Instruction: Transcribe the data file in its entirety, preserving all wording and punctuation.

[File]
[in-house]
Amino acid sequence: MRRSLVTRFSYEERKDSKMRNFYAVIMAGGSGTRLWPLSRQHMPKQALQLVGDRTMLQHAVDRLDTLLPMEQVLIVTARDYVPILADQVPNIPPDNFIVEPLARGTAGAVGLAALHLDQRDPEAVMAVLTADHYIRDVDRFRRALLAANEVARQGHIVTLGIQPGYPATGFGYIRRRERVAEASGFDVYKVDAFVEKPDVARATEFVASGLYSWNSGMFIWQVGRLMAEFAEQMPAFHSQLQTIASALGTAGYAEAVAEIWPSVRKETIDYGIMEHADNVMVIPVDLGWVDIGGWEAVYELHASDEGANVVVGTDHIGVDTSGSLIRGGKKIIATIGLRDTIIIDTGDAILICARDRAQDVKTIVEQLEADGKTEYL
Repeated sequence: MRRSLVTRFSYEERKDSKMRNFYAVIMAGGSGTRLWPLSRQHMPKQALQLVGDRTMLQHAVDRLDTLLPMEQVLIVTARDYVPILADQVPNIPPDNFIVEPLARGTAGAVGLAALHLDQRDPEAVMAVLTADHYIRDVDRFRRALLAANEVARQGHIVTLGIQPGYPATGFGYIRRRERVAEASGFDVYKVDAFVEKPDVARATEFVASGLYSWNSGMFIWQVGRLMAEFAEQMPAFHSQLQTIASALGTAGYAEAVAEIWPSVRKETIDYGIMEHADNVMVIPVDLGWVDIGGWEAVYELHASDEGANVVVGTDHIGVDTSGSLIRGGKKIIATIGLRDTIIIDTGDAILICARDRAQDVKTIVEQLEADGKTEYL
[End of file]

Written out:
[in-house]
Amino acid sequence: MRRSLVTRFSYEERKDSKMRNFYAVIMAGGSGTRLWPLSRQHMPKQALQLVGDRTMLQHAVDRLDTLLPMEQVLIVTARDYVPILADQVPNIPPDNFIVEPLARGTAGAVGLAALHLDQRDPEAVMAVLTADHYIRDVDRFRRALLAANEVARQGHIVTLGIQPGYPATGFGYIRRRERVAEASGFDVYKVDAFVEKPDVARATEFVASGLYSWNSGMFIWQVGRLMAEFAEQMPAFHSQLQTIASALGTAGYAEAVAEIWPSVRKETIDYGIMEHADNVMVIPVDLGWVDIGGWEAVYELHASDEGANVVVGTDHIGVDTSGSLIRGGKKIIATIGLRDTIIIDTGDAILICARDRAQDVKTIVEQLEADGKTEYL
Repeated sequence: MRRSLVTRFSYEERKDSKMRNFYAVIMAGGSGTRLWPLSRQHMPKQALQLVGDRTMLQHAVDRLDTLLPMEQVLIVTARDYVPILADQVPNIPPDNFIVEPLARGTAGAVGLAALHLDQRDPEAVMAVLTADHYIRDVDRFRRALLAANEVARQGHIVTLGIQPGYPATGFGYIRRRERVAEASGFDVYKVDAFVEKPDVARATEFVASGLYSWNSGMFIWQVGRLMAEFAEQMPAFHSQLQTIASALGTAGYAEAVAEIWPSVRKETIDYGIMEHADNVMVIPVDLGWVDIGGWEAVYELHASDEGANVVVGTDHIGVDTSGSLIRGGKKIIATIGLRDTIIIDTGDAILICARDRAQDVKTIVEQLEADGKTEYL